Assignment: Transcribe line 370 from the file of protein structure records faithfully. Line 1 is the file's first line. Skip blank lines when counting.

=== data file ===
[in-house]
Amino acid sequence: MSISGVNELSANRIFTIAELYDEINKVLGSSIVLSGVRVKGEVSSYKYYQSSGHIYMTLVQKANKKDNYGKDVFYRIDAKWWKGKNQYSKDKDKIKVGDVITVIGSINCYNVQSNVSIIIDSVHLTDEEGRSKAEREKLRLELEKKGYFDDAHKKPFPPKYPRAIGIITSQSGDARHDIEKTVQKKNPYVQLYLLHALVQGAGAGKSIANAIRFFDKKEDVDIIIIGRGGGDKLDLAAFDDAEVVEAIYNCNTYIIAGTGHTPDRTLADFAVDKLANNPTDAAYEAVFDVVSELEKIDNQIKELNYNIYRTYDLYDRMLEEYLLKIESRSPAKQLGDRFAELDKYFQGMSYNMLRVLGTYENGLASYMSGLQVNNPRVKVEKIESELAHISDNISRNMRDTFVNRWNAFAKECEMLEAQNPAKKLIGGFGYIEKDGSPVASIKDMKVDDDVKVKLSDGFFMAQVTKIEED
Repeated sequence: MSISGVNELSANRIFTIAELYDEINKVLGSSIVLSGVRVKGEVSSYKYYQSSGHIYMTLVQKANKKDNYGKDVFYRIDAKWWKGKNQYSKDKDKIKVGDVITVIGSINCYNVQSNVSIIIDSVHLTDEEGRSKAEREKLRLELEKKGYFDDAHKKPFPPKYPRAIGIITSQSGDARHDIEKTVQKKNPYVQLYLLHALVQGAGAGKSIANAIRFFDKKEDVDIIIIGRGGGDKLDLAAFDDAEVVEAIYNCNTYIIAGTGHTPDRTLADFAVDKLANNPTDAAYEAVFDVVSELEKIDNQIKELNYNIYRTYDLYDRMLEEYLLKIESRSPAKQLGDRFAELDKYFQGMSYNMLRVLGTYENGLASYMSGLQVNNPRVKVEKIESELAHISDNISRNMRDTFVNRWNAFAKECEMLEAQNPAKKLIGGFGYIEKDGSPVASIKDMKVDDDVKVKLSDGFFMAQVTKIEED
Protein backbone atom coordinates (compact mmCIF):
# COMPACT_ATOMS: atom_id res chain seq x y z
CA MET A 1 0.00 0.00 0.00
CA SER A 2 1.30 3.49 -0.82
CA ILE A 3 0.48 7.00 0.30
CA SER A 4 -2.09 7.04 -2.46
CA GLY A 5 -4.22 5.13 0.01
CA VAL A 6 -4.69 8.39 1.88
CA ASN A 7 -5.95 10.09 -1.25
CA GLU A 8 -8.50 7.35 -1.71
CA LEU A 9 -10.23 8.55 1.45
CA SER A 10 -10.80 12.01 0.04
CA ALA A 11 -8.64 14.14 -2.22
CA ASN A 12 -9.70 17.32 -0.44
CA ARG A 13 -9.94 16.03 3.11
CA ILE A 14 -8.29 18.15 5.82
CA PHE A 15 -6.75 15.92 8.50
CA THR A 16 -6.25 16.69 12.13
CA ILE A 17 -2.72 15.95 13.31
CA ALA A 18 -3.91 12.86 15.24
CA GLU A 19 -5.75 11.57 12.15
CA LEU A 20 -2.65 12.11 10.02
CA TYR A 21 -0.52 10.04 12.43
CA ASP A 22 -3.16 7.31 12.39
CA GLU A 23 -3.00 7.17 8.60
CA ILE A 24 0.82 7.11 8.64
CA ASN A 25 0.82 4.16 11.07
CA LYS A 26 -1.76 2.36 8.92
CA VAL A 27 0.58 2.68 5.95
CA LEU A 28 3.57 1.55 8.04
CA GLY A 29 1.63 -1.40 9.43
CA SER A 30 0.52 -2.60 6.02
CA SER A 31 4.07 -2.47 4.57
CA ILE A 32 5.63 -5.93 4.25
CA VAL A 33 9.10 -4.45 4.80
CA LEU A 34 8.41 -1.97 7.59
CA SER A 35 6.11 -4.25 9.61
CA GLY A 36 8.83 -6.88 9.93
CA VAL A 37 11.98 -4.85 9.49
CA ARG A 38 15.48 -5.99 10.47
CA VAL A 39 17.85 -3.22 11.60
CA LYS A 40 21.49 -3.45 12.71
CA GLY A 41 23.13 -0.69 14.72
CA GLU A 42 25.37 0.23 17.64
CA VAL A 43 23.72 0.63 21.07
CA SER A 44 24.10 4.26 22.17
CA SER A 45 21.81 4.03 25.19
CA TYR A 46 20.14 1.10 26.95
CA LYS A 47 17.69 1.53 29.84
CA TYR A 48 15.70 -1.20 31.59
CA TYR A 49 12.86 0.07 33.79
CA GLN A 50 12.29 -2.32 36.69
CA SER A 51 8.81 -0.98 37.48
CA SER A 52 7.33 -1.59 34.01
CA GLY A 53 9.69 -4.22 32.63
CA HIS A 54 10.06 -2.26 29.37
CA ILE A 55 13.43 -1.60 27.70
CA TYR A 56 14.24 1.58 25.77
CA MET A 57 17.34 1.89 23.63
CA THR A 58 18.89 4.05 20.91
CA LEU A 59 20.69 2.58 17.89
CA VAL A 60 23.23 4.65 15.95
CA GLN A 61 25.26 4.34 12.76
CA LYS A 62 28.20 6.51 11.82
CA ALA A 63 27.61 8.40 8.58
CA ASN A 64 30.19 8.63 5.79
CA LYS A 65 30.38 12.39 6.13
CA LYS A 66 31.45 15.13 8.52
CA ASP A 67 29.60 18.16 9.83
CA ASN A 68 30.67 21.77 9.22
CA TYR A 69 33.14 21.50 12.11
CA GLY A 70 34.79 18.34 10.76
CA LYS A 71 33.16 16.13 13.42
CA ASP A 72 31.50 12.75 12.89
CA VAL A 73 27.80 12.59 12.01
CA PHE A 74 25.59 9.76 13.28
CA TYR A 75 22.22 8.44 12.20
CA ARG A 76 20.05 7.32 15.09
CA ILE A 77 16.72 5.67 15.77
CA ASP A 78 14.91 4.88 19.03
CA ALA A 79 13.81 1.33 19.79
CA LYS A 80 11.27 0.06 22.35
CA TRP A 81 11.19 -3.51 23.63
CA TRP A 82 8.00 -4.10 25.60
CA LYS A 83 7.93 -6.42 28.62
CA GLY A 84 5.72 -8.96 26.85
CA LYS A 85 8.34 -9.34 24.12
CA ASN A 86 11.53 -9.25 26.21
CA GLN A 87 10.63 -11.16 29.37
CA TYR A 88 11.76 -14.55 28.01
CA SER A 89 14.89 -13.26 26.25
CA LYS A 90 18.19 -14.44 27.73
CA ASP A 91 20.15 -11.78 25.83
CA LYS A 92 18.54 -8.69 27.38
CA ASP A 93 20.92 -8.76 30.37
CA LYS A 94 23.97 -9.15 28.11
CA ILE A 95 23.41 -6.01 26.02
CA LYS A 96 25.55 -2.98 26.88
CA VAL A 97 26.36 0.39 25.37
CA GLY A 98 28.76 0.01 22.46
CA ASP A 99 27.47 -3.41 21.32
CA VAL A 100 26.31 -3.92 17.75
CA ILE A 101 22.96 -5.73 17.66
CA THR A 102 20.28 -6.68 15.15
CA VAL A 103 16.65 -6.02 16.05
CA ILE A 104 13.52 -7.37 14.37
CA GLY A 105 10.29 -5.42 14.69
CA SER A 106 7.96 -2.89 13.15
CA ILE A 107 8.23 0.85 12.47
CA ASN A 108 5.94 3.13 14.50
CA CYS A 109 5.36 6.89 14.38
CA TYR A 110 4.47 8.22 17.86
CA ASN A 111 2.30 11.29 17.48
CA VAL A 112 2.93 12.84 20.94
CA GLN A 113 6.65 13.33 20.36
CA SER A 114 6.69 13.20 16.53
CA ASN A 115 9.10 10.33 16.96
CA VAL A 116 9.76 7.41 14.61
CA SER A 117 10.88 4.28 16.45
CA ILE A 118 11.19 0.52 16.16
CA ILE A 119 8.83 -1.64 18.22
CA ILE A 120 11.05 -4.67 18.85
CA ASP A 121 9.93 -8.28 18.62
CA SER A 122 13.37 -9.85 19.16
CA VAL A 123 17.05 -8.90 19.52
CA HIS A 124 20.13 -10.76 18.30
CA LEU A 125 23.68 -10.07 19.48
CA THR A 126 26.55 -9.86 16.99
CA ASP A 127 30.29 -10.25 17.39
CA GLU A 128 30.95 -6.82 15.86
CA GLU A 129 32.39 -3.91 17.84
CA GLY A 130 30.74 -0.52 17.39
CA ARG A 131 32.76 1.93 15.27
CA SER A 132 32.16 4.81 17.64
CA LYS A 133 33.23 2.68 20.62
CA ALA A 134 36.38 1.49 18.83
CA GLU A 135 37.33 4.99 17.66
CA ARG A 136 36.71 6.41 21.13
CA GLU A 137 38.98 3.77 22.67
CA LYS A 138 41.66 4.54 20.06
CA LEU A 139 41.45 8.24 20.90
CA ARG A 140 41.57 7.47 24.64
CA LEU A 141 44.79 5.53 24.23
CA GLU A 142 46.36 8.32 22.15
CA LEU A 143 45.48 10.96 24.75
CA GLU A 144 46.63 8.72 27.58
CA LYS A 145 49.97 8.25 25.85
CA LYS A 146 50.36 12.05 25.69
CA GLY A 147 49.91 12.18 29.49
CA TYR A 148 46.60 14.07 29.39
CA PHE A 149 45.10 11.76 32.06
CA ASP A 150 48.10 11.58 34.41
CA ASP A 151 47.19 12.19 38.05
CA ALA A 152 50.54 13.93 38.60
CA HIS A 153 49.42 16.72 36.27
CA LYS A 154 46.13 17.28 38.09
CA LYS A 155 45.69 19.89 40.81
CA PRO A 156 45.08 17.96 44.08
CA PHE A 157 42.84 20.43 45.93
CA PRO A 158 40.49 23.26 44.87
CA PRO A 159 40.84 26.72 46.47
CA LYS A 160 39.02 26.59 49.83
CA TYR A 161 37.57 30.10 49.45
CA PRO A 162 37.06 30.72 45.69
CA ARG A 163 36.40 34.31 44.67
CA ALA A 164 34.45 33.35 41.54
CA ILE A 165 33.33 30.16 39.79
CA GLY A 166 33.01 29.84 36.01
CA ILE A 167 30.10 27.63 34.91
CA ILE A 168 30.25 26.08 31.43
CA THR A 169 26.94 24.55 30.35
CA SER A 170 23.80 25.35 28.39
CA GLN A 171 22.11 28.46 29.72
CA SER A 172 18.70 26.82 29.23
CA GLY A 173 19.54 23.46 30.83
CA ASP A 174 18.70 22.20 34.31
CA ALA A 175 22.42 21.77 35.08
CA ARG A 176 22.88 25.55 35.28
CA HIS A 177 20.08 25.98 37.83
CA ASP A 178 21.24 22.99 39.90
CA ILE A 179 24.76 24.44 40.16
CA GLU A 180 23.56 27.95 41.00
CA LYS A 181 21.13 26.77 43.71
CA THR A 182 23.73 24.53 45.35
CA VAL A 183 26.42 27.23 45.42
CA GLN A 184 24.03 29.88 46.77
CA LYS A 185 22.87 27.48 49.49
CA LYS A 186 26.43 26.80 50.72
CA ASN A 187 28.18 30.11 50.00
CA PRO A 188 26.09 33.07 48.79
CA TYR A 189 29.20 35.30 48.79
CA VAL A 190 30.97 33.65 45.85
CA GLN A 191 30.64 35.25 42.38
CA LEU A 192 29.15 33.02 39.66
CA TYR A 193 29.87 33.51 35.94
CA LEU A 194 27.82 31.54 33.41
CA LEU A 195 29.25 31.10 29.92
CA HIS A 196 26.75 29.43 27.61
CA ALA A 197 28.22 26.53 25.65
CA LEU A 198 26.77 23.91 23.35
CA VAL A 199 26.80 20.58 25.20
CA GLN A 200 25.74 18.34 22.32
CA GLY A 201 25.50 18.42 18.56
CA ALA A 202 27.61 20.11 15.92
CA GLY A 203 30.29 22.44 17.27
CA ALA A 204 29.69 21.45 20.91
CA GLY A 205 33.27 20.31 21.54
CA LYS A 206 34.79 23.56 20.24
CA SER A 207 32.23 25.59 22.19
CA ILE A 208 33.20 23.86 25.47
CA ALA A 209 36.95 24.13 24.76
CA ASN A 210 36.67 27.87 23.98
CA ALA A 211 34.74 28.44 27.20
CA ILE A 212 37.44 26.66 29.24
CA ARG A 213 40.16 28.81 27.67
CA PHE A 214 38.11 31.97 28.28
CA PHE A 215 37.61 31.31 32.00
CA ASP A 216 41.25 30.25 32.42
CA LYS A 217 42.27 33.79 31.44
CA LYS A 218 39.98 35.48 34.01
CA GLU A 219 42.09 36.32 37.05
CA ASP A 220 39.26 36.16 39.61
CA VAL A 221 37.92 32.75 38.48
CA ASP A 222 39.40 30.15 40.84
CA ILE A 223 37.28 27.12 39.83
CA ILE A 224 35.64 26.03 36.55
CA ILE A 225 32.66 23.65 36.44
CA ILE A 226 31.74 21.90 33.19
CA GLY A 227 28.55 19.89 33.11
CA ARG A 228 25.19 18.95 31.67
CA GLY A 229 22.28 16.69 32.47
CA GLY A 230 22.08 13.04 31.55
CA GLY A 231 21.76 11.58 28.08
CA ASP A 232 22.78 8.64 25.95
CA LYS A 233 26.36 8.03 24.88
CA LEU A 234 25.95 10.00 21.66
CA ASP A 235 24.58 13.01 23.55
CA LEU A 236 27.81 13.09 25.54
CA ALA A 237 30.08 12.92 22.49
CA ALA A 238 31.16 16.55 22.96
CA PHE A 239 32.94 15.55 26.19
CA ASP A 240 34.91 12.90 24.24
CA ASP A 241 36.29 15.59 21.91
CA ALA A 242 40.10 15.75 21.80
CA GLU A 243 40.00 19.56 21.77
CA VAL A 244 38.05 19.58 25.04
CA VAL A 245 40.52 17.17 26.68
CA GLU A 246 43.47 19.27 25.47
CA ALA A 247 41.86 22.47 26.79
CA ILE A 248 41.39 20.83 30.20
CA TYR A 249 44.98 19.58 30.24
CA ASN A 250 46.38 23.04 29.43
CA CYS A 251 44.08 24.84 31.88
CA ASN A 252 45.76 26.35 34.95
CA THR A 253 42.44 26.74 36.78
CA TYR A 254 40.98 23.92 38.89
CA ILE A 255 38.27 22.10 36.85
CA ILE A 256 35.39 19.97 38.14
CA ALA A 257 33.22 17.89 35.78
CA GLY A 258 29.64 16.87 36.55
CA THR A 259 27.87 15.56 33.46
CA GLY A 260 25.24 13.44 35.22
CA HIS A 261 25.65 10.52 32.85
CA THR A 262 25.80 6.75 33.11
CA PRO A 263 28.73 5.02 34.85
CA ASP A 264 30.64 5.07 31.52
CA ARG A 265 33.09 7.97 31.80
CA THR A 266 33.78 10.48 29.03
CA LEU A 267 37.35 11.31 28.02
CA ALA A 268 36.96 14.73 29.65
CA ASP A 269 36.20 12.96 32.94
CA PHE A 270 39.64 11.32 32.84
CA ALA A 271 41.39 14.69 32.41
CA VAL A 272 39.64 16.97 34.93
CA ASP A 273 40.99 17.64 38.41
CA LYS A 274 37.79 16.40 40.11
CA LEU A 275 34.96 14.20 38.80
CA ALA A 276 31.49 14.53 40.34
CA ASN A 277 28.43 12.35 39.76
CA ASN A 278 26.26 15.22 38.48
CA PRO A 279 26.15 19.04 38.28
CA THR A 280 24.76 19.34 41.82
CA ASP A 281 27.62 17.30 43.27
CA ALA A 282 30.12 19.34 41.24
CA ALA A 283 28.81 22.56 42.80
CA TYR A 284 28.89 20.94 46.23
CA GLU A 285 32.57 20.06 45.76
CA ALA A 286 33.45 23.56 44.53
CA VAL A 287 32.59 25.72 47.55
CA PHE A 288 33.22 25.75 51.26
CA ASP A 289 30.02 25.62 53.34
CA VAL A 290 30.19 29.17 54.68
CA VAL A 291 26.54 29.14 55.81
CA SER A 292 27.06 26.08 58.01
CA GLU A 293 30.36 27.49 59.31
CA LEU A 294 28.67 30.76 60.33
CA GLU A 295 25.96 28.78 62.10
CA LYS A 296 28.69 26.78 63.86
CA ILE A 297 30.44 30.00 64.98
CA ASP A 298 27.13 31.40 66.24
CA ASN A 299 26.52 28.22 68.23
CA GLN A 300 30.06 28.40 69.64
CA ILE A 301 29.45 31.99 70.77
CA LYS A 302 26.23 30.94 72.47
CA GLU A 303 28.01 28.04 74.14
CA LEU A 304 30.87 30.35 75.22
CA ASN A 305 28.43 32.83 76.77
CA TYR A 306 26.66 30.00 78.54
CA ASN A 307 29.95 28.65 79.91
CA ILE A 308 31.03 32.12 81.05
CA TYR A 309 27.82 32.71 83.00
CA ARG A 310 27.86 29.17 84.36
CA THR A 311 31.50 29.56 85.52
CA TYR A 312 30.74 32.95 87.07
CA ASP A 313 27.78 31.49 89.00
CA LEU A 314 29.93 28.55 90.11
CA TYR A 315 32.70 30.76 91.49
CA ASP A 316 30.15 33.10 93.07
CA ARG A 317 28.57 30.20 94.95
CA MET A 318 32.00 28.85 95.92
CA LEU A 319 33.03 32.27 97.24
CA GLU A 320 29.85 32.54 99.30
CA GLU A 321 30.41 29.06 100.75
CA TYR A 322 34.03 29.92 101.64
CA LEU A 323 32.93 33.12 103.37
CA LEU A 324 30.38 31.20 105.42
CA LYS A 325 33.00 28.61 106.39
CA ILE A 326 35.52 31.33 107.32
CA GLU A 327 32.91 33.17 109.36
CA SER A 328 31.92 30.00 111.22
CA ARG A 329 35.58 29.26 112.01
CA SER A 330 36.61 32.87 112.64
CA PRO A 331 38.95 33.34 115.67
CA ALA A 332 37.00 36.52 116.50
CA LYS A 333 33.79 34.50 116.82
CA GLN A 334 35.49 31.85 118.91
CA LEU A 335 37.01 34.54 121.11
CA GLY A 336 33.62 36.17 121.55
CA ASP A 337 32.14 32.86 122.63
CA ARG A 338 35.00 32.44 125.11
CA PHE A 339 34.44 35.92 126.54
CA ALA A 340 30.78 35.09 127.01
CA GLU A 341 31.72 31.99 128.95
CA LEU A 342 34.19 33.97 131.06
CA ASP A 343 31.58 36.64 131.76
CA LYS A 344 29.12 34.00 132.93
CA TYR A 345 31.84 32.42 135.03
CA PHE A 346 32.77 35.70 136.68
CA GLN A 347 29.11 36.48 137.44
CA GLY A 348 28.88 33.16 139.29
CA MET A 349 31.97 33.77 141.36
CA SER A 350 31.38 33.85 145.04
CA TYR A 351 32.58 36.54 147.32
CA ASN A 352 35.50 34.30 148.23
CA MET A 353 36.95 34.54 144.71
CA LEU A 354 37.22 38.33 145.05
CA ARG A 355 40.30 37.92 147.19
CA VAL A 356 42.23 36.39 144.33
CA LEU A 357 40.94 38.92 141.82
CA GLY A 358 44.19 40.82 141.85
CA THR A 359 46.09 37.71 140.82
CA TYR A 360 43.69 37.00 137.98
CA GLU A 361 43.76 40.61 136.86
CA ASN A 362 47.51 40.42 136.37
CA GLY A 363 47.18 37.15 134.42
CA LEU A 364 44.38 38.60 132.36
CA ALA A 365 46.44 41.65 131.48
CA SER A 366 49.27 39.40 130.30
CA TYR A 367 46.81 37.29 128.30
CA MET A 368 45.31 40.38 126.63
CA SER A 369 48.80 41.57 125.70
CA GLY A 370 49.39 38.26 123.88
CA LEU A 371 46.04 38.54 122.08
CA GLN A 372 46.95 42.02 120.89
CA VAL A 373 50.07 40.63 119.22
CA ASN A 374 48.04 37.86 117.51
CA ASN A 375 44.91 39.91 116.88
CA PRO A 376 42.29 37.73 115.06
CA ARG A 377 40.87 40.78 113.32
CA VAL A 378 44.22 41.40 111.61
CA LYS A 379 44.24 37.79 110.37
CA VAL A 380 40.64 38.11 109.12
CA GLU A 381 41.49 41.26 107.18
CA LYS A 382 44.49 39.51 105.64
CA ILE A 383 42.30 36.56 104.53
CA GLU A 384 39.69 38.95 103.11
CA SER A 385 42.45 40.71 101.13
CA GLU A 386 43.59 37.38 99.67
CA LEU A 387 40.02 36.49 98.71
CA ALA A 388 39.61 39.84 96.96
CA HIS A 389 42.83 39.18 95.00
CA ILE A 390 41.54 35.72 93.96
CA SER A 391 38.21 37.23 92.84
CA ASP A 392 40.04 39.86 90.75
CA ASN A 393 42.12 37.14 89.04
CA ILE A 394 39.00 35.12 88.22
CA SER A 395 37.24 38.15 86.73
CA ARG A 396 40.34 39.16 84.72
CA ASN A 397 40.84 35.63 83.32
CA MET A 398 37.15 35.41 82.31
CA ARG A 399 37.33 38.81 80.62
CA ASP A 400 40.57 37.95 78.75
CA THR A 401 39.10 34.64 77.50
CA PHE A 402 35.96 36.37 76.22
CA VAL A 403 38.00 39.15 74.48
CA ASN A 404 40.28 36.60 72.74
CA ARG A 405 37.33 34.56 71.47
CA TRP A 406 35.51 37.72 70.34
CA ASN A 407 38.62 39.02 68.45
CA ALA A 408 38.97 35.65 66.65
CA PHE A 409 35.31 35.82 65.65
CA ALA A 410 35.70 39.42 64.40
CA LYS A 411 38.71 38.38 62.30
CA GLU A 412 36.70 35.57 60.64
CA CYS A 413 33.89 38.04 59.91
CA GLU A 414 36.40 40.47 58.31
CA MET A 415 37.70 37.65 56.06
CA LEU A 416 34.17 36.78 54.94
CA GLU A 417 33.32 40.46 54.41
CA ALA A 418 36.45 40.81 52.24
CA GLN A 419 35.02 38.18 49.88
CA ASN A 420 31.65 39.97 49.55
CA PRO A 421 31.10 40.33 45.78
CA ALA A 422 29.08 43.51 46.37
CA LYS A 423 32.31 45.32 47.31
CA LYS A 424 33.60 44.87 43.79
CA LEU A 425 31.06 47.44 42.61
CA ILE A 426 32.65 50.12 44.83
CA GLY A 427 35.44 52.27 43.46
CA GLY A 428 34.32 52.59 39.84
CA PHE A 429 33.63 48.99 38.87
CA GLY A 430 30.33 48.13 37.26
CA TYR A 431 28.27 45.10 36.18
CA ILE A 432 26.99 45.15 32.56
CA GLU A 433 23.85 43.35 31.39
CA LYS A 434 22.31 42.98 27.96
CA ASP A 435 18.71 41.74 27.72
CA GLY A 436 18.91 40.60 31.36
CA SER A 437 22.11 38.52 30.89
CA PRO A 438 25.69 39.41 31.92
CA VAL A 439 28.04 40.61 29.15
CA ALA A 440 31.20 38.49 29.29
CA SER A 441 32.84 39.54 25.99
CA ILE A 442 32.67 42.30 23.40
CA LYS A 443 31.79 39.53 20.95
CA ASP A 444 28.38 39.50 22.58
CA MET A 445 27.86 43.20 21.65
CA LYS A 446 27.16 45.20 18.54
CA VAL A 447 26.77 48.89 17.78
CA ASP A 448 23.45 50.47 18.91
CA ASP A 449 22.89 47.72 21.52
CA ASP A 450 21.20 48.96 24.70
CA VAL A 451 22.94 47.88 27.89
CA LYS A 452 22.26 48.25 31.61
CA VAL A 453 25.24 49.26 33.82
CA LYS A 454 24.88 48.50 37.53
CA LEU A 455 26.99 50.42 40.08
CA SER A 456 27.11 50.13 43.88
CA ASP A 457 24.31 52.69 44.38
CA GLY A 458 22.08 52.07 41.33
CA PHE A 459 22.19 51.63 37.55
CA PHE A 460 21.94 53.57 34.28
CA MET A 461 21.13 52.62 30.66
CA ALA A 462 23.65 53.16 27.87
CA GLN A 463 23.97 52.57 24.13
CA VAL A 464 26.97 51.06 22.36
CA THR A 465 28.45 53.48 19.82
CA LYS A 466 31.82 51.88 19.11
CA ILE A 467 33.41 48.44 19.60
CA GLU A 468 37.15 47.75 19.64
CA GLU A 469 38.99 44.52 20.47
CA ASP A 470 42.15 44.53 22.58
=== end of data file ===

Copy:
CA ALA A 365 46.44 41.65 131.48